16 Feb Total Cost of Ownership – key factors to consider when buying a printer
Looking for a new printer or multi-function device (MFD) can easily become a time-consuming undertaking. There are many issues that you should consider in order to find the most suitable device for your needs.
And as part of your research and selection process, it’s also likely that you will end up using a variety of information sources such as product reviews, comparisons, opinions about vendors and their customer satisfaction ratings to help you arrive at a decision.
However, no matter how extensively you search and no matter how varied the types of information you use to make your choice, there is one critically important area that, in my opinion, you should always include in your pre-sales analysis, and that is to figure out the Total Cost of Ownership (TCO) of your machine.
Traditionally, the TCO calculation has been used to help buyers and owners determine the direct and indirect costs of purchasing a product. TCO is a very common analysis that is conducted by supply chain and IT departments as part of their decision-making, but there is nothing to say it can’t be used by a home user or a business owner of a small enterprise.
A TCO calculation allows you to place a single value on the complete lifecycle of a purchase. This value includes every phase of owning a product i.e. acquisition, operation and running costs plus maintenance and any future upgrades. In other words, the TCO calculation enables you to work out how much a printer will cost you in total for the period of time that you intend to use it.
How does total cost compare to price?
TCO highlights the difference between the purchase price and the long-term cost in supporting hardware and software IT acquisitions. Depending on the type of print technology that you have chosen and the amount of printing that you intend to do, running a machine could cost you between two and six times the purchase price.
In addition, not all consumables are created equal. Buyers are sometimes lured by the prospect of low-cost consumables only to find that they need to be replaced with unacceptable frequency. Be savvy and don’t get tempted by a cheap hardware price or the small price tag for a toner.
What is included in the TCO calculation for a printer?
There are three key components to TCO calculations:
- Acquisition/Physical Hardware Costs – this is the cost of the printer invoiced to you by a vendor. In the business sector, products are very often leased, so the cost here is the cost of leasing over the period of time.
- Printing Costs i.e. click rate or CPP (cost per print) – in essence, you take the cost of each toner cartridge, divide it by its yield, then add all the components together which in turn will enable you to determine what it will cost to print a page. At this stage, the total is likely to be a very small sum of money but if you multiply it by the number of pages you print in a month and then by the number of months you intend to keep the machine, the total is likely to rise significantly.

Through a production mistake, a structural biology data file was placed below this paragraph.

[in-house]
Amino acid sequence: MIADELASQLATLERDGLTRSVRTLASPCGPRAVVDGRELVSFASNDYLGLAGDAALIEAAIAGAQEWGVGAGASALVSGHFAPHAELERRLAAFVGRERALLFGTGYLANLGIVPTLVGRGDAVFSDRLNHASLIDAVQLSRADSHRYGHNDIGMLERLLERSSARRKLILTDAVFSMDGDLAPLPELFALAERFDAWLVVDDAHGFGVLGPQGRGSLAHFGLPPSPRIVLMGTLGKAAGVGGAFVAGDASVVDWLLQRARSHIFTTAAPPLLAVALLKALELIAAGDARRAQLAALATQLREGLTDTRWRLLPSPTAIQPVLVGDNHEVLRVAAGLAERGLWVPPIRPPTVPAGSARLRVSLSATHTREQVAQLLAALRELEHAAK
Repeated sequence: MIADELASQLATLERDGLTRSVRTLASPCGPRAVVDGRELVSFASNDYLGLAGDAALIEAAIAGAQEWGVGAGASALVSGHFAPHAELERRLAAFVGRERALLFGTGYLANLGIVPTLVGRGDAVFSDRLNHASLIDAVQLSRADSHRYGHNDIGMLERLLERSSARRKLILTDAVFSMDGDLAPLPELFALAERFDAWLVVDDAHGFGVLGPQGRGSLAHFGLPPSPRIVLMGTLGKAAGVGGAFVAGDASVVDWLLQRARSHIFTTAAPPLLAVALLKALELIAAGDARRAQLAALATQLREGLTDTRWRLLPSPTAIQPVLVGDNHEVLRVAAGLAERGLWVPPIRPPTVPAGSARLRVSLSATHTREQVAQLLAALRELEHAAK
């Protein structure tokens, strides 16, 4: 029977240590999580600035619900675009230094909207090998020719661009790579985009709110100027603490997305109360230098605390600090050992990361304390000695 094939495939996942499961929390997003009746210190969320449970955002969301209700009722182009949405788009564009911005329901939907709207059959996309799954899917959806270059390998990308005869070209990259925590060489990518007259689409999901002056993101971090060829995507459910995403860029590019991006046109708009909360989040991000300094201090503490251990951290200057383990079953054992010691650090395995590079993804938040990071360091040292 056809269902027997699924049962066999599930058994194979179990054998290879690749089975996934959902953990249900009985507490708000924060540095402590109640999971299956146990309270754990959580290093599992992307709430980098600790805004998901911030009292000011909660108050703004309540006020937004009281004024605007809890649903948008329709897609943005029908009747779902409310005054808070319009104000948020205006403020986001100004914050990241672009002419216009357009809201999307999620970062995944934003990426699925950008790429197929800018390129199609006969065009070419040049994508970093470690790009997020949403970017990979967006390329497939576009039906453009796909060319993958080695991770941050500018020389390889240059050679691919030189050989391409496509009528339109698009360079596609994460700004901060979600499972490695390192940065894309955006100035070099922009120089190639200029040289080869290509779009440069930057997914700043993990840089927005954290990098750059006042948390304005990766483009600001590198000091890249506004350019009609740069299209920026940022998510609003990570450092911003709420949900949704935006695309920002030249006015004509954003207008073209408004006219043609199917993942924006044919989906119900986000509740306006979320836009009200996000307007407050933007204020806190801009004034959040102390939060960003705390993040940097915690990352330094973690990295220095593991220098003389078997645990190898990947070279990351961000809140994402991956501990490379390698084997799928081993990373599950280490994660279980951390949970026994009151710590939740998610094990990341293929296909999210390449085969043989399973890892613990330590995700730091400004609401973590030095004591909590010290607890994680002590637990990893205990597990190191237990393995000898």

Total CPP = Toner purchase price/Toner yield × Monthly print volume × 36 months
So let’s say your CPP is 5p per page and you plan to print and/or copy 1,000 pages a month over a period of five years, your total CPP will come to €3,400. And this sum is on top of the cost of the machine itself.
An alternative approach is to purchase a printer with a form of ‘Click Contract’ from a supplier which will most likely save you money since the click is fixed and you will pay for what you print only. You won’t have to think about getting the best deals for printer supplies i.e. toners, inks and parts such as drums (laser printers). Some contracts will also include the service of your machines. Then add all the costs of the ‘Click Contract’ to your TCO calculation.
- Running Costs of your printer – some areas to consider
- Energy consumption over the period of time – we all try to save energy and be more eco-friendly but do you actually think about the electricity usage for each device that you own? Each printer should come with an industry standard called Energy Star as well as a TEC value. TEC shows the Typical Electricity Consumption over a period of week. The TEC will already be calculated by each manufacturer, so all you have to do is compare the TEC of one machine against another. Let’s say printer (1) has a TEC value of 1.17kWh and printer (2) 2.67kWh. When you multiply both with the cost of kWh of energy from your supplier and then by the number of weeks you intend to keep the machine, the difference in the running cost could be between €30 to €150 per machine per year.
- Cost of paper – another factor that should be considered is the cost of the paper stock that is suitable for the type of printer you are looking to buy. Typically, laser devices will operate on low-cost plain paper, and ink technologies often require more expensive specialised paper, especially for high-quality colour printing. The availability of double-sided printing feature (both when printing and copying) is also worth checking in order to minimise paper usage costs. You can set your machine to double-sided printing by default and effectively halve the cost of paper used and waste created.
- Maintenance Costs i.e. service contract or warranty costs – how long is the warranty provided by a vendor? Is it on-site, RTB (return to base) or other? Can you extend it and if so, how much will it cost you? Or perhaps you can purchase an annual maintenance contract? Any one of these options may incur cost which then has to be added to your TCO calculation.
Related article: Seven crucial reads to help you choose the right desktop printer